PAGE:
Transformative Research Priorities for the Epilepsies

Audacious goals for inspiring change in epilepsy research!

The AES Epilepsy Research Benchmarks Committee was charged with identifying paradigm-shifting, Transformative Research Priorities to stimulate timely and impactful research on the epilepsies in order to:

• Fundamentally improve our understanding of the epilepsies and the lives of people with epilepsy;

• Stimulate novel and innovative research to address challenges and open questions in the field;

• Encourage multi-disciplinary approaches and attract new thinking to research on the epilepsies;

• Identify specific areas of research that, if successfully undertaken, present opportunities for transformation in the understanding and treatment of epilepsy.

In collaboration with NINDS, the AES Epilepsy Research Benchmarks Committee synthesized extensive feedback from the community to identify Transformative Research Priorities. The process to-date has included extensive committee discussion, feedback from patient advocates in the Epilepsy Leadership Council, and input through an NINDS Request for Information (RFI). The research priorities identified by the epilepsy community will be further discussed at the Curing the Epilepsies Conference in January 2021. For more information go to the NINDS website.

Now we are asking all epilepsy stakeholders to consider specific areas of research in which dedicated efforts have the potential to accelerate science to benefit individuals with epilepsy. The 10 Transformative Research Priorities are listed below. Please consider expanding upon the Transformative Research Priorities or providing a new Transformative Research Priority for others to comment on.

What do you think are the most important Transformative Research Priorities for epilepsy research? Go to the Submit New Idea Form to indicate which of the 10 suggestions you think is most important, or add a new Transformative Research Priority by clicking on Number 11!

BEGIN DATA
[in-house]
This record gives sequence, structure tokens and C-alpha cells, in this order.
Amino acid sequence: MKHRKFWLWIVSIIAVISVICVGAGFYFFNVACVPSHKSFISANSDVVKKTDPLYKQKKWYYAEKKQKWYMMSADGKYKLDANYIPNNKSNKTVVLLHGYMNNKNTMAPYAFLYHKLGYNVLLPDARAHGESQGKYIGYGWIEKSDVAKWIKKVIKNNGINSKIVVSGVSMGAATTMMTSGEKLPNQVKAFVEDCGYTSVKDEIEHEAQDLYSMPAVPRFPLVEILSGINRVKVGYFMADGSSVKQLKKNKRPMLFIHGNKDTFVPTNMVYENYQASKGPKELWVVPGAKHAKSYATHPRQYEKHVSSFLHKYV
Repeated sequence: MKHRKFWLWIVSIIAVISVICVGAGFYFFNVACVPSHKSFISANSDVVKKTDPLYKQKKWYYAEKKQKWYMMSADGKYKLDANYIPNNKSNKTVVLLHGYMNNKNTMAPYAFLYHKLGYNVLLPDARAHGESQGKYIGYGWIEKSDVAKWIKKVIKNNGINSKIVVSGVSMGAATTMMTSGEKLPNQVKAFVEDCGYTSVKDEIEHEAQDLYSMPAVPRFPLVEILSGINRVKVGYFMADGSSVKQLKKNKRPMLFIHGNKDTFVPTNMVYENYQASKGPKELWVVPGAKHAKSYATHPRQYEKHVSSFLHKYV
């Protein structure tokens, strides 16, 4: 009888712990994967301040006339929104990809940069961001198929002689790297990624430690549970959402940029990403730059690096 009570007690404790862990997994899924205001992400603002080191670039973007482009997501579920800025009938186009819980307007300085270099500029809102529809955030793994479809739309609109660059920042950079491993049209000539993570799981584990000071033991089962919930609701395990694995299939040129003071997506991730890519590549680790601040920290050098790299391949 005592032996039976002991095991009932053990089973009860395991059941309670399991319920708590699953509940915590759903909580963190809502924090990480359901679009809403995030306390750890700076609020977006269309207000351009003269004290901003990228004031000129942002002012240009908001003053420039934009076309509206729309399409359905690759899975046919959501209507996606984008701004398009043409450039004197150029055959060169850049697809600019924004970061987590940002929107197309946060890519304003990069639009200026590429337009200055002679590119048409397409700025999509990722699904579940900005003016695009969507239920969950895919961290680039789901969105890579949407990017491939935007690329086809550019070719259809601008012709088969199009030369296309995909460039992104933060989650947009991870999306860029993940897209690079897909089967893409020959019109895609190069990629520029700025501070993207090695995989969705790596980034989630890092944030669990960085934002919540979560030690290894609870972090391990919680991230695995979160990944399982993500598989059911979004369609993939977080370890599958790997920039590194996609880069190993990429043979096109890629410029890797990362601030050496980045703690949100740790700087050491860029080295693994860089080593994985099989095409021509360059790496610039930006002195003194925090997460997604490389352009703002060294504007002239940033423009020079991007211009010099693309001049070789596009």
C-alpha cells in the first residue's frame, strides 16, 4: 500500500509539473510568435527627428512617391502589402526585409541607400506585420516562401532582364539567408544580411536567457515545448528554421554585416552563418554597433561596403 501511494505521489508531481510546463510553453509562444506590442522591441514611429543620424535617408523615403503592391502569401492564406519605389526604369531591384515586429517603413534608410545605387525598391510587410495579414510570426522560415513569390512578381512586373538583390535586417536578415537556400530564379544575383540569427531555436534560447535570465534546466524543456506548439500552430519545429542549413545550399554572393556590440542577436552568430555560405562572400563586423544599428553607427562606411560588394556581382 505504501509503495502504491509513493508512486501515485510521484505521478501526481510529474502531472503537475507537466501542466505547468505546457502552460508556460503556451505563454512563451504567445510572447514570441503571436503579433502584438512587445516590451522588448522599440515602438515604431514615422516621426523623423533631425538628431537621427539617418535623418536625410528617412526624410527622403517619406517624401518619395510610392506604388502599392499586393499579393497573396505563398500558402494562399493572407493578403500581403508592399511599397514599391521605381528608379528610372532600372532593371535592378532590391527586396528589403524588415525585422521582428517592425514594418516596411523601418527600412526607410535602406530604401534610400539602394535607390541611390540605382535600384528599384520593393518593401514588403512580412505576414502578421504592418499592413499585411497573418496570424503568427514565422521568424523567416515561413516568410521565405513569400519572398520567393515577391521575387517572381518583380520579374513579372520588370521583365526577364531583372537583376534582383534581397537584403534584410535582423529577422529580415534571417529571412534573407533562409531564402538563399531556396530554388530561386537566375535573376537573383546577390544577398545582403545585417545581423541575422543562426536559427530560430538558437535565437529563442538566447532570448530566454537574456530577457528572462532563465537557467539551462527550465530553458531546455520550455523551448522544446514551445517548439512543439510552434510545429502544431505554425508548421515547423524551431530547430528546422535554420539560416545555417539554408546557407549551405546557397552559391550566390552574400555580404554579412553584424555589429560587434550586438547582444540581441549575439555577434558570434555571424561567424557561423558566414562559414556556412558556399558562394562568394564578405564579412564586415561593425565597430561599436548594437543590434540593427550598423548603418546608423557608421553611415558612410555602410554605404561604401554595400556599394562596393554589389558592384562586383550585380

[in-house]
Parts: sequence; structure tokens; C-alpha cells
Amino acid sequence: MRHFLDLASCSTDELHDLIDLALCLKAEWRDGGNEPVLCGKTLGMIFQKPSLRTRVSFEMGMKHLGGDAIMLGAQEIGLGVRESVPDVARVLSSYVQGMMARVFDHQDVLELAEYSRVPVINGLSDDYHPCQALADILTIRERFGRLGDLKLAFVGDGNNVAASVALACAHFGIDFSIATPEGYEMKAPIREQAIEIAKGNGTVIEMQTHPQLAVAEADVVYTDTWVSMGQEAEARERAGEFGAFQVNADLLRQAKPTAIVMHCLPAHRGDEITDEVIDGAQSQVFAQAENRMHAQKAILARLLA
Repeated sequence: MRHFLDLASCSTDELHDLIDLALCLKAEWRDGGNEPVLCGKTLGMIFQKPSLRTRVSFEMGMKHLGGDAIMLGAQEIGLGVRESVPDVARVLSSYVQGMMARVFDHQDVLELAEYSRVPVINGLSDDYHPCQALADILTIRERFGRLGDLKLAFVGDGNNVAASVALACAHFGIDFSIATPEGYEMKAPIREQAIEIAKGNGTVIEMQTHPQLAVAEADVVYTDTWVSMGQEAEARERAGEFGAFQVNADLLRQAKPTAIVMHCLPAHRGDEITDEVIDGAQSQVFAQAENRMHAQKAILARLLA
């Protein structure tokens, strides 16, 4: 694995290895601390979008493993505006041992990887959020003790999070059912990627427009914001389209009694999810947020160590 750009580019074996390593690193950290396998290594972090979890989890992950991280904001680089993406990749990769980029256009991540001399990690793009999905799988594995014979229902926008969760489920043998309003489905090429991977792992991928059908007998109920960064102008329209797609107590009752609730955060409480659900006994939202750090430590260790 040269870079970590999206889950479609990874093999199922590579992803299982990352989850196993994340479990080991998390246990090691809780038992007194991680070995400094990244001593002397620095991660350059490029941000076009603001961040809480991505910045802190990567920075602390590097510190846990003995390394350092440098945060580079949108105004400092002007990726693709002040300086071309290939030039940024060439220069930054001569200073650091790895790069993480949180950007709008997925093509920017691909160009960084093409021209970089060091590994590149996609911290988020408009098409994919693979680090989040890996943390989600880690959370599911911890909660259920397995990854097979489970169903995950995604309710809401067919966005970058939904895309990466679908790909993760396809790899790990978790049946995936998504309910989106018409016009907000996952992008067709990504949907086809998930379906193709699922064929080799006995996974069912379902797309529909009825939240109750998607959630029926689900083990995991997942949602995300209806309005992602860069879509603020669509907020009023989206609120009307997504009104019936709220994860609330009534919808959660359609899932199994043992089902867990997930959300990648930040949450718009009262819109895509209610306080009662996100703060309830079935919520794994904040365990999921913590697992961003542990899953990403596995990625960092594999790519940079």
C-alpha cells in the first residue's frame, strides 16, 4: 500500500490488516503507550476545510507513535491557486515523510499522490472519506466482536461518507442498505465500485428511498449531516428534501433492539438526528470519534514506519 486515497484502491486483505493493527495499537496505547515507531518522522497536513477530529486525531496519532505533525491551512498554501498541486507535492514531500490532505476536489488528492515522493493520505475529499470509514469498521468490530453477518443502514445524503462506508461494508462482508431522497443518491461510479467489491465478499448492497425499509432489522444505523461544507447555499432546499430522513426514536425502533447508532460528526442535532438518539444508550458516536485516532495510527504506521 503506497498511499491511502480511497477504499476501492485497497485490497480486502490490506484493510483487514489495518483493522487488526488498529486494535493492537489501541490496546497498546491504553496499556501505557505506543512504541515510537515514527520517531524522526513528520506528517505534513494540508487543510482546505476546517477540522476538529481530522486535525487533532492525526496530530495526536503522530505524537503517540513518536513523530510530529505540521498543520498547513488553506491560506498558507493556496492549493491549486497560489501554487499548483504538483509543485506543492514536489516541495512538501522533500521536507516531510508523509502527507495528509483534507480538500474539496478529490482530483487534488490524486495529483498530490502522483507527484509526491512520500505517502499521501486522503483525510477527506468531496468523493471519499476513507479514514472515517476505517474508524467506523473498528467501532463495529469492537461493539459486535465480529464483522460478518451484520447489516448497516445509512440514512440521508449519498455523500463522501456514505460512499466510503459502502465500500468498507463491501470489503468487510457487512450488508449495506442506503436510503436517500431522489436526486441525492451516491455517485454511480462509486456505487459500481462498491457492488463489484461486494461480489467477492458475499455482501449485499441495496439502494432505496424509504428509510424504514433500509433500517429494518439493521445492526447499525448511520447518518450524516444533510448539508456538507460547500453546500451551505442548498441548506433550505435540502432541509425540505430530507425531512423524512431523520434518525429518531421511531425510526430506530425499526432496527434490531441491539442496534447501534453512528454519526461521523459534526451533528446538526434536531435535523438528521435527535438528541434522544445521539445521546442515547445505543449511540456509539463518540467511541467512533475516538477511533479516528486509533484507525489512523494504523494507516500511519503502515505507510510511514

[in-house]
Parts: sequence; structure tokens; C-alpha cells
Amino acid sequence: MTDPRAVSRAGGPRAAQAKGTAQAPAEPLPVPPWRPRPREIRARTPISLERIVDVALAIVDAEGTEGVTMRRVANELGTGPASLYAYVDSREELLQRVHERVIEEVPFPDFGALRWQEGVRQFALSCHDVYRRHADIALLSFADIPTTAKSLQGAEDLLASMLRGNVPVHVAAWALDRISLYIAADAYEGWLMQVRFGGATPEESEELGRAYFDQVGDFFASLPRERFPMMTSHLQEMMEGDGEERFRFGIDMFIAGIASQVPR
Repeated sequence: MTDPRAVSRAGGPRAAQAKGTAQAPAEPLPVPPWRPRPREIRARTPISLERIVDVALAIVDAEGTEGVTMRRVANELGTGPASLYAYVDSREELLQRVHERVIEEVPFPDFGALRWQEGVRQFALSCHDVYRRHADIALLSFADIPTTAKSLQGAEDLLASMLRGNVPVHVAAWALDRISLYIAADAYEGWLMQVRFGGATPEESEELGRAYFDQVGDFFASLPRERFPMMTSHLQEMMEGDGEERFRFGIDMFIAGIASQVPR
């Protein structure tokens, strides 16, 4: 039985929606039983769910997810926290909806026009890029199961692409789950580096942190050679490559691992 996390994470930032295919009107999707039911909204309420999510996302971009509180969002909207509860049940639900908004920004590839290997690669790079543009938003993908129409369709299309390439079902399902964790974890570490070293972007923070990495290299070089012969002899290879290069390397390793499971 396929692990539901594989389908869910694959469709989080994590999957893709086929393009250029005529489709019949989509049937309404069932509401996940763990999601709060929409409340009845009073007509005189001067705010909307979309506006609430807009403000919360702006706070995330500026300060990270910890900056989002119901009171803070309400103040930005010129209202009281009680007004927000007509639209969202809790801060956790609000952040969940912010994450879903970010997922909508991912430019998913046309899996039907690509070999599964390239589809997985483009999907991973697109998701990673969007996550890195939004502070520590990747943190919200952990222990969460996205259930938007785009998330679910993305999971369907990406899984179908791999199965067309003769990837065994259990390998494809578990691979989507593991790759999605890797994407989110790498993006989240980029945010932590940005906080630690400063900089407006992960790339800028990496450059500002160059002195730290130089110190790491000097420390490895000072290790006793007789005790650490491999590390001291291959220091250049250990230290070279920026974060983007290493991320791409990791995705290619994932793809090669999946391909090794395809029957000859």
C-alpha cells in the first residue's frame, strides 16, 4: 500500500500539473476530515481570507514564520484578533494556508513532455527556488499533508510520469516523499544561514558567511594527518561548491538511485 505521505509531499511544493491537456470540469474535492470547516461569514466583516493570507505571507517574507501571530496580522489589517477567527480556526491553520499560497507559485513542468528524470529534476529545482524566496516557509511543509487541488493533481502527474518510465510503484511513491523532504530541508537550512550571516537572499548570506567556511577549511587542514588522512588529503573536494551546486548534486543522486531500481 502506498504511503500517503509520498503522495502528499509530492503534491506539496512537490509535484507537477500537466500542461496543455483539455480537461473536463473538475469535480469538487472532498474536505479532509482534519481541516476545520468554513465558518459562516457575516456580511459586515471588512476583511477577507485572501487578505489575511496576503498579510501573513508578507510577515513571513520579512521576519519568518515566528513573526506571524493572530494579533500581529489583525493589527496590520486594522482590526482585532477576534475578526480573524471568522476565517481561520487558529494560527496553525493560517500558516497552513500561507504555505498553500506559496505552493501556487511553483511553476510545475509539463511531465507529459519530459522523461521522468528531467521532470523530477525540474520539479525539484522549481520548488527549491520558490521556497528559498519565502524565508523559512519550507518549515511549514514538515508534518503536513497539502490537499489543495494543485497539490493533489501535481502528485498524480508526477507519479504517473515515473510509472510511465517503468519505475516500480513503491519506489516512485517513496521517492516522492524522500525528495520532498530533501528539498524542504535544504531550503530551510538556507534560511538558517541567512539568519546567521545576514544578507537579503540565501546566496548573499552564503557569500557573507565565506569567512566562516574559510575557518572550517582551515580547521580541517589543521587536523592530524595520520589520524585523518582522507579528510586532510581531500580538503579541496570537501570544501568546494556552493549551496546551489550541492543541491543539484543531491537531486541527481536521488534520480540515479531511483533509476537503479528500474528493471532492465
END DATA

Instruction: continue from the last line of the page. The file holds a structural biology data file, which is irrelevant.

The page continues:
Campaign Brief

Transformative Research Priorities that span across all of the Epilepsy Research Benchmark Areas:

1. Generate novel models of epileptogenesis and the development of epilepsy-associated co-morbidities that will meaningfully measure human epilepsy outcome measures.

2. Reconsider our understanding of epileptogenesis including the progression of epilepsy from the acute to chronic phase and the different cellular and molecular factors that are involved.

3. Solve the unsolved genetic epilepsies—push beyond traditional genetic approaches to investigate noncoding DNA and to include the investigation of epigenetic influences on epilepsy.

4. Develop functioning instruments and biomarkers for assessing epilepsy-related mortality to prevent epilepsy-associated deaths.

5. Leave no group unstudied-ensure research focuses on specific populations of people affected by epilepsy, including children, people with epilepsy with intellectual disability, autism, psychiatric comorbidities, women (including during pregnancy), underrepresented communities (e.g., People of Color, Indigenous People, etc.), and the elderly.

6. Identify shared mechanisms and pathways between of epilepsy and its comorbidities leveraging genetic, epigenetic, autoimmune, and infectious processes.

7. Advance the development/validation of biomarkers (e.g., biochemical, genetic, electrophysiological, imaging) for the progression, therapy resistance (to pharmacological and non-pharmacological therapies), resolution, and comorbidity risk of the epilepsies.

8. Make precision medicine more than a buzz word: develop novel genetic, molecular, immunological, and pharmacological approaches to the treatment of epilepsy, seizures, and other relevant outcomes.

9. Focus on translational models with real human relevance to study and treat genetics epilepsies: model epilepsy, intellectual disability, and other features and target all of these life-affecting features when developing therapies.

10. Uncover the network interaction nature of the epilepsies including comorbidities (i.e., how sleep, psychiatric changes, and seizures interact).

11. Do you have a new transformation research priority to add? All ideas are welcome!